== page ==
Desired Work Style Attributes:

  • Attention to details

  • Integrity – Honest and ethical

  • Dependability – Reliable and responsible

  • Cooperation – Pleasant with others

  • Independence – Job requires developing one’s own way of doing things, guiding oneself with little or no supervision and depending on oneself to get things done

  • Stress Tolerance – Accepting criticism and dealing calmly in stressful situations

  • Initiative – Willingness to take on responsibilities and challenges

Education Requirements:

The minimum education requirements are a high school diploma or equivalent and certification as a professional coder (CPA).

Many online certificate programs in coding can be completed in less than a year, but if you are looking for a degree, an associate degree program is two years and a bachelors is four years of classroom or online study if you participate as a full-time student. Medical coding is not a licensed profession, but credentials do matter. The AAPC reports that certified coders earn an average of 20% more than coders without certification.

Medical coding is not a licensed profession, but credentials do matter. The AAPC reports that certified coders earn an average of 20% more than coders without certification.

New graduates from medical coding schools can often find entry-level employment in smaller physician offices and some health care facilities, but the larger health care practices and organizations will want to see six months to one year of work experience and national certification. Many medical coders take jobs upon graduation and study for the certification exam while employed. In many cases, graduates have had their certification exam costs reimbursed by employers and the work experience gained in that time is invaluable.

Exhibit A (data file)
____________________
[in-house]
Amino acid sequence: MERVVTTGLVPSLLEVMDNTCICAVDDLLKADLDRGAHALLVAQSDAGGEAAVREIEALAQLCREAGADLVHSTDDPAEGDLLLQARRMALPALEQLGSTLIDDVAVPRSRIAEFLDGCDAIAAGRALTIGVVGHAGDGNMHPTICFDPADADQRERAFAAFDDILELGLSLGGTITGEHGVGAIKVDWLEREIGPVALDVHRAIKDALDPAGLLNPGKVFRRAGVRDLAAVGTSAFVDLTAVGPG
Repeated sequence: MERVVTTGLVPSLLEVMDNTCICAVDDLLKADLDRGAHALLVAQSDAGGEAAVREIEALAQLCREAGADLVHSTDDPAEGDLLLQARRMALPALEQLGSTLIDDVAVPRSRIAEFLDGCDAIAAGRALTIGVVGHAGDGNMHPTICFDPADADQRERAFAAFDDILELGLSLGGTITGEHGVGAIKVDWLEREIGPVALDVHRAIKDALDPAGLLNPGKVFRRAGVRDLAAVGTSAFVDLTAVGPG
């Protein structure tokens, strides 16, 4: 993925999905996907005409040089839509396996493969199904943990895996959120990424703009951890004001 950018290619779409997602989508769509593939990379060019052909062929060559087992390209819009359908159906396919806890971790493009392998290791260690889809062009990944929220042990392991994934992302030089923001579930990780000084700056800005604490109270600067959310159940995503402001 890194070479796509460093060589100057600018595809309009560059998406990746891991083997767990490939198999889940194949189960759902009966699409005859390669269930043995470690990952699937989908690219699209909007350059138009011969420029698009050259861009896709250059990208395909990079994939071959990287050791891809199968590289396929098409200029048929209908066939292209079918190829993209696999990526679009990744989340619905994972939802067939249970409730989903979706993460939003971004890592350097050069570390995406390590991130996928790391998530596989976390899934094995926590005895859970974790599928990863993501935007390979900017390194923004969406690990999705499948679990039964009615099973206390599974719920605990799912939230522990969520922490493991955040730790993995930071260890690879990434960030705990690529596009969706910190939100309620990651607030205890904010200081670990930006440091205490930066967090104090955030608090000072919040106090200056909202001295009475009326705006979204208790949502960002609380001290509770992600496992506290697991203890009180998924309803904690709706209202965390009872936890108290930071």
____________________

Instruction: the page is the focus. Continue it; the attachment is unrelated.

You earn certification by passing an examination. There are multiple certifying agencies for medical coders, but they are not all equal. The two that are best known and most respected around the nation are AHIMA and the AAPC. Each offers several credentials.

The American Health Information Management Association (AIHMAZ) offers two certifications The CCS or CCS-P and the RHIT. The American Academy of Professional Coders (AAPC) offers three certifications including, CPC, CPC-H and CPC-P. The AAPC offers the CPC (Certified Professional Coder) certification, which is most useful for coders in physician office settings. There is also the CPC-H, which is for hospitals and the CPC-P, which is geared toward payers (health plans or Medicare).

In addition to basic credentials, there are several specialty credentials offered through the AAPC. These demonstrate advanced knowledge of coding medical specialties.

For a medical coder, education is ongoing. Continuing education is required for recertification through either organization.

Training/Work Experience

You may need some previous work-related skill, knowledge or experience to be a medical equipment preparer.

License and certification are recommended but not required.